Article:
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FEDERAL DEPOSIT INSURANCE CORP. v. BOBER
August 14, 2003
FEDERAL DEPOSIT INSURANCE CORPORATION AS RECEIVER OF FIRST NEW YORK BANK FOR BUSINESS, PLAINTIFF,
LAWRENCE BOBER, JOEL BOYARSKY, DALE COUDERT, NORMAN DANSKER, STEPHEN DEITZ, ROGER GIMBEL, MILTON KOFFMAN, STANLEY MUSS, LINDA WARREN A/K/A LINDA SELZER, MARTIN SIMON, CLAUDIO D'CHIUTIIS, DOROTHY ORR, ALAN AUFZIEN, SAM DOB, STUART HAMMERMAN, DAVID HIRSCH, DAVID JUSTIN, GEORGE LAX, SAM OOLIE, ELIOT ROBINSON, PAUL YANOWICZ AND ISRAEL ZALMANOV, DEFENDANTS
The opinion of the court was delivered by: John Martin Jr., District Judge
The Federal Deposit Insurance Corporation ("FDIC"), as receiver of First New York Bank for Business ("the Bank"), brought this action against former directors of the Bank for breach of fiduciary duty, negligence, and gross negligence. The complaint alleges that the directors caused the Bank to make preferential insider loans in violation of the Bank's internal lending policy and federal and state laws and regulations.
The trial of this action ended when the jury was unable to reach a verdict. Thereafter, the Defendants renewed their motions for judgment as a matter of law. The Court held oral argument at which it rejected most of the Defendants' arguments [ Page 2]
and granted the motion of the Defendant Dansker to the extent of dismissing the claims relating to loans to entities which he controlled. The Court reserved decision with respect to the issue of causation with respect to losses suffered by the Bank on loans to Dansker entities that had been the subject of a September 1990 Exchange Agreement and loans to Chatwal entities where there had been a swap of the collateral after the allegedly improper loan approval.
In effect, the Defendants argue that the chain of causation from their improper approval of the extensions of credit was broken by events subsequent to their actions for which they are not liable. Analysis of this argument must start with the recognition that:
breaches of a fiduciary relationship in any context
comprise a special breed of cases that often loosen
normally stringent requirements of causation and
damages. See Northwestern Nat. Ins. Co. v. Alberts,
769 F. Supp. 498, 506 (S.D.N.Y. 1991) ("[A] plaintiff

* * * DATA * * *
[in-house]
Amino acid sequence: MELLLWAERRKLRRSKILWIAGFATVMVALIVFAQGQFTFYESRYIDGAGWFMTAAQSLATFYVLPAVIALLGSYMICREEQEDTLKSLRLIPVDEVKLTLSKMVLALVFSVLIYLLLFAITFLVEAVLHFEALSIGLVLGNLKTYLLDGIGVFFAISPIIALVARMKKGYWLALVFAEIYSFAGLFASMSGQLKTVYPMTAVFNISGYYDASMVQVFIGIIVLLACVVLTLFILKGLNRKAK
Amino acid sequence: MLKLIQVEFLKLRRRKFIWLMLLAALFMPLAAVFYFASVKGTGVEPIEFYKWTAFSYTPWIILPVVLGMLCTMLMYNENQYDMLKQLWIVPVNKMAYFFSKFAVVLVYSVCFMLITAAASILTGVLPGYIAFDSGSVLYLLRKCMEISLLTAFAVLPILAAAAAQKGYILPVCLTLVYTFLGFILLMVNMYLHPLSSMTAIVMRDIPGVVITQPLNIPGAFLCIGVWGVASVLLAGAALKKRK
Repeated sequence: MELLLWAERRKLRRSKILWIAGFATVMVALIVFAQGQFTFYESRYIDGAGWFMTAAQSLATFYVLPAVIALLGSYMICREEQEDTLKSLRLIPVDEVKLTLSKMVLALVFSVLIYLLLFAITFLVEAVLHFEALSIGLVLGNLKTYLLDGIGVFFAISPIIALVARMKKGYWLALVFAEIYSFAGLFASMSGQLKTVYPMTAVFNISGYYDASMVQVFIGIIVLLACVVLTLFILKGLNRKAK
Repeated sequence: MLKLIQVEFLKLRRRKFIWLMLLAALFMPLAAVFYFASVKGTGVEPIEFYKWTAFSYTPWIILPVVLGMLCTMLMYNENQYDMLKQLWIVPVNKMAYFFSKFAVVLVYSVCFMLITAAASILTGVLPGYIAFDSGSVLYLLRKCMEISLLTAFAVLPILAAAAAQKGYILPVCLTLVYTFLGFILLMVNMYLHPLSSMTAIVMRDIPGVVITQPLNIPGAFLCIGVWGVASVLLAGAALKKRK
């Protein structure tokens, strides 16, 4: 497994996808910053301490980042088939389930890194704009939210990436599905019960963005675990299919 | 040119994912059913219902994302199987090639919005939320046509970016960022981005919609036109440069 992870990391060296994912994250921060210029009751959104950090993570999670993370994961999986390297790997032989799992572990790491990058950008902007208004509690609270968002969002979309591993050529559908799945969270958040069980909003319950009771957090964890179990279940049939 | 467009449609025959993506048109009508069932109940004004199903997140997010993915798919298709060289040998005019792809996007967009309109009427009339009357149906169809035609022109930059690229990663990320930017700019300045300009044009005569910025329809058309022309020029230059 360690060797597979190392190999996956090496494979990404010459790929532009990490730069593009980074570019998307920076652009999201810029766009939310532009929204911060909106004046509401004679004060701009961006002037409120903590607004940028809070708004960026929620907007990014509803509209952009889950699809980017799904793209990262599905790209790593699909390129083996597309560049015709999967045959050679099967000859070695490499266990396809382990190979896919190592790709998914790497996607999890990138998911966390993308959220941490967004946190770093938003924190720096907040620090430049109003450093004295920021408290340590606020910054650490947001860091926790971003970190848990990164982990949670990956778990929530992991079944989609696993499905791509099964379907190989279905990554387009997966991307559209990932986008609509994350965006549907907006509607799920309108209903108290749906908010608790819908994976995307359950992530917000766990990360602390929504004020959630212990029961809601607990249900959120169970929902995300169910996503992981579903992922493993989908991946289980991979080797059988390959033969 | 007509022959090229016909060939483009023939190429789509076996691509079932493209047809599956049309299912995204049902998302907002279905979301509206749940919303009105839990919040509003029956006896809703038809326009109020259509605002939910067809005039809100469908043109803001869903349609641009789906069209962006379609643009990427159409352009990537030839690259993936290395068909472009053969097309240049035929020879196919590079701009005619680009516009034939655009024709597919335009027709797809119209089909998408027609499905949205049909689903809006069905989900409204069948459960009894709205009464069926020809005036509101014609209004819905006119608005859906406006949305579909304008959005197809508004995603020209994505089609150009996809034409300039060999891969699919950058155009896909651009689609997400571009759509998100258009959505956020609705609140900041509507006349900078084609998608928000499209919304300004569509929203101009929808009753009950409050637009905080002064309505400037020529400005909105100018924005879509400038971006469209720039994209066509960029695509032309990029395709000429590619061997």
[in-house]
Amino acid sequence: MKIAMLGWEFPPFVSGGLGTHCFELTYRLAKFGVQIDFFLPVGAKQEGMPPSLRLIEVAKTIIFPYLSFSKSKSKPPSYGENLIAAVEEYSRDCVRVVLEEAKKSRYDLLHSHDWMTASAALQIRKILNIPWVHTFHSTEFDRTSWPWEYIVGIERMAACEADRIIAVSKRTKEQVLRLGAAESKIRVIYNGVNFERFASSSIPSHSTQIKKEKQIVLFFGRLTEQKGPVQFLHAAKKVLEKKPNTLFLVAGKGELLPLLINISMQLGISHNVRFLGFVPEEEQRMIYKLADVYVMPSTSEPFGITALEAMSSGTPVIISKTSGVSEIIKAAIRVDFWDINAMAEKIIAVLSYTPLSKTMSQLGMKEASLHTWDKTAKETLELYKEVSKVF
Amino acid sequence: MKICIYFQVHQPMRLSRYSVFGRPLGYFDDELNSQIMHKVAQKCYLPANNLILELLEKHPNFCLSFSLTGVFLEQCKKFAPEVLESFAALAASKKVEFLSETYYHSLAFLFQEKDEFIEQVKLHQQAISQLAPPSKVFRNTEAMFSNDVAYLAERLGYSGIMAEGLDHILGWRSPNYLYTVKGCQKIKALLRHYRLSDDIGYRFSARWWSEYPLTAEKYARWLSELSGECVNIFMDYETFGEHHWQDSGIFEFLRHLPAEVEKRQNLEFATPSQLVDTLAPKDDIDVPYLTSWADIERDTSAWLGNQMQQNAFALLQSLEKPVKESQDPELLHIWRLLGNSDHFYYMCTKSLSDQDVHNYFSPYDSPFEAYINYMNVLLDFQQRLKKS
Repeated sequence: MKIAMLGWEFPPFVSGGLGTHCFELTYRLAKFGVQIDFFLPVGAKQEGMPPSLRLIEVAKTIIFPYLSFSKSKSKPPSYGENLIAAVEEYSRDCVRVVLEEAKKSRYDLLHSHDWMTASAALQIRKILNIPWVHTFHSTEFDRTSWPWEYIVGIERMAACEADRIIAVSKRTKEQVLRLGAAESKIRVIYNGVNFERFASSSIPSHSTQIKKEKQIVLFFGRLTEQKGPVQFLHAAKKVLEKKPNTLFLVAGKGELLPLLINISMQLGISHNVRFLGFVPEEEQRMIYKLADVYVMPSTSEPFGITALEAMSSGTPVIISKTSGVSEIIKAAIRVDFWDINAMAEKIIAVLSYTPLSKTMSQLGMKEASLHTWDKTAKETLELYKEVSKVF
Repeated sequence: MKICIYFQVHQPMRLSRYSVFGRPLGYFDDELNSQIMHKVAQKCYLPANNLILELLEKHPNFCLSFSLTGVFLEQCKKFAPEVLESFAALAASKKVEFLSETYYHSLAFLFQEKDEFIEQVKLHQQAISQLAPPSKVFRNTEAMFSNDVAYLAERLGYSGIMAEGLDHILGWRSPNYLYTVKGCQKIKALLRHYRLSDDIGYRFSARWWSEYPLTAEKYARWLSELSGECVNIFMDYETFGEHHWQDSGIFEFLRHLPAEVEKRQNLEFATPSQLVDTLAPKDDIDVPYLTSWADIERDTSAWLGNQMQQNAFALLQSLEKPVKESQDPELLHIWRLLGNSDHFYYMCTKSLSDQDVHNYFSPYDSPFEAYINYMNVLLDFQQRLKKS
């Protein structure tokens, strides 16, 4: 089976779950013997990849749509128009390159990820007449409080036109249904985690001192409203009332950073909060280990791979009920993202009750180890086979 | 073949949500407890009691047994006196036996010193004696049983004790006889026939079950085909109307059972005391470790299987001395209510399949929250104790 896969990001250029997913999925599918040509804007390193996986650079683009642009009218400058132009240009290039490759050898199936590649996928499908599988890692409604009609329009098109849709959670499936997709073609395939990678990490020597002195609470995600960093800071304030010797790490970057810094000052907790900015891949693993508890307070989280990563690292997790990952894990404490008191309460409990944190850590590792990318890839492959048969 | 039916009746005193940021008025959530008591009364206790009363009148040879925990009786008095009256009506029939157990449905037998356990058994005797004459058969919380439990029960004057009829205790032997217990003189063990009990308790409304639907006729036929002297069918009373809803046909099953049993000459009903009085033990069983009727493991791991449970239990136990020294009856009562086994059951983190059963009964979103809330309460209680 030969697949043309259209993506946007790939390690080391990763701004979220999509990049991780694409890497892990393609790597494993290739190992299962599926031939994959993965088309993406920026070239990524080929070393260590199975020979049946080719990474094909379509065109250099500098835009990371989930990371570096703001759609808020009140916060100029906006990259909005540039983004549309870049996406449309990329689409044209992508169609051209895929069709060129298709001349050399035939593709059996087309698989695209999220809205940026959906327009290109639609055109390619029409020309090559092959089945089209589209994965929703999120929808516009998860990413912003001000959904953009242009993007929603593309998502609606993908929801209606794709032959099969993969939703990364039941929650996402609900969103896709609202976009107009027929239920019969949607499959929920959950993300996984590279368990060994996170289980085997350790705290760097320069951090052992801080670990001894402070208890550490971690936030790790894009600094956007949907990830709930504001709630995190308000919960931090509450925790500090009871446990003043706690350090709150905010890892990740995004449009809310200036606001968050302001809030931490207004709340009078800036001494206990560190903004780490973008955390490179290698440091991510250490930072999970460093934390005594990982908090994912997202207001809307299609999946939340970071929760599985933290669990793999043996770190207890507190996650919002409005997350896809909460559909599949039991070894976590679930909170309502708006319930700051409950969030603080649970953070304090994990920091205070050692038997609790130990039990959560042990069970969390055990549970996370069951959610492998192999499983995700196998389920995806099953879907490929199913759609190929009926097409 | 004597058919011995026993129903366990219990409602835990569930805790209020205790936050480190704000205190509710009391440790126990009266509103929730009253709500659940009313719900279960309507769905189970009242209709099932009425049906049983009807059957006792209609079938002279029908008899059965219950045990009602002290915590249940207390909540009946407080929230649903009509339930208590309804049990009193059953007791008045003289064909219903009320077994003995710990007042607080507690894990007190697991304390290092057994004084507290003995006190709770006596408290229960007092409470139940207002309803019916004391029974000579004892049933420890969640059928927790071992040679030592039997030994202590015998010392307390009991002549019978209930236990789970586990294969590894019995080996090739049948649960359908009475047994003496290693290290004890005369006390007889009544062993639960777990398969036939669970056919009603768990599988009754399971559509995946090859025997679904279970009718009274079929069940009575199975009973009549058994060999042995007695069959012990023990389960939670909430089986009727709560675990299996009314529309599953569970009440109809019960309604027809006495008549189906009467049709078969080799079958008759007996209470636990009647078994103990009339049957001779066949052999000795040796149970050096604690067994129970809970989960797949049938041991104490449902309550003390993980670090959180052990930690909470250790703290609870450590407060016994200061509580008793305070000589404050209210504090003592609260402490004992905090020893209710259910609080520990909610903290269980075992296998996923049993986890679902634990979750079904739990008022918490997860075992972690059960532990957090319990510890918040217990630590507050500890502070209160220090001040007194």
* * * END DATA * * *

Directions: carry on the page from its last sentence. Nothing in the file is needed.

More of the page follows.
alleging breach of fiduciary duty . . . is not
required to meet the higher standard of loss or
proximate causation."); Diduck v. Kaszycki & Sons
Contractors, Inc., 974 F.2d 270, 284 (2d Cir. 1992) (a
third party participating in a fiduciary's breach need
not profit from the breach and liability may attach
for acts or omissions that are a "substantial factor"
in the sequence of causation); Zackiva Communications
Corp. v. Horowitz, 826 F. Supp. 86, 88 (S.D.N.Y. 1993)
(to state a claim for a breach of fiduciary duty, "a
plaintiff need not allege damages to itself"); Diamond
v. Oreamuno, 24 N.Y.2d 494, 498, 301 N.Y.S.2d 78,
[ Page 3]
81, 248 N.E.2d 910, 912 (1969) (a corporate fiduciary
entrusted with information may not appropriate that
asset for his own use even if he causes no injury to
Milbank, Tweed, Hadley & McCloy v. Boon, 13 F.3d 537
, 543 (2d Cir. 1994).
The reason for this rule is found in the opinion of the Appellate Division First Department in Gibbs v. Breed, Abbott & Morgan, 271 A.D.2d 180, 188-89 (1994), which states:
the purpose of this type of action "is not merely to
compensate the plaintiff for wrongs committed . . .
[but also] `to prevent them, by removing from agents
and trustees all inducement to attempt dealing for
their own benefit in matters which they have
undertaken for others, or to which their agency or
trust relates' "(Diamond v. Oreamuno, 24 N.Y.2d 494,
498 [emphasis in original], quoting Dutton v.
Willner, 52 N.Y. 312, 319). However, the proponent of
a claim for a breach of fiduciary duty must, at a
minimum, establish that the offending parties' actions
were "a substantial factor" in causing an identifiable
loss (Millbank, Tweed, Hadley & McCloy v. Chan
Cher Boon, supra, at 543; see, 105 E. Second St.
Assocs. v. Bobrow, 175 A.D.2d 746 [awarding amount of
loss sustained by reason of the faithless fiduciary's
The evidence at trial was sufficient to prove that the Defendants' breach of their fiduciary duty with respect to the loans in question was "`a substantial factor' in causing an identifiable loss." The fact that intervening actions of the Bank may have affected the amount of that loss does not relieve the Defendants of their liability. Whether the 1990 Exchange [ Page 4]
Agreement or the collateral swap adversely impacted the amount that the Bank ultimately recovered on the loans in question were issues for the jury to decide.*fn1 Having proved that the Directors' breach of fiduciary duty set in motion a chain of events resulting in a loss to the Bank, Plaintiff satisfied its burden on the issue of loss causation. The Defendants are, of course, free to prove that other actions of the Bank with respect to these loans increased the amount of the loss and to argue to the jury that they are not liable for such excess.
For the foregoing reasons and for the reasons stated on the record at the argument of these motions, the motions of the Defendants for judgment as a matter of law are denied, except the motion of the Defendant Dansker for judgment dismissing as to him the claims relating to loans to entities that he controlled.*fn2
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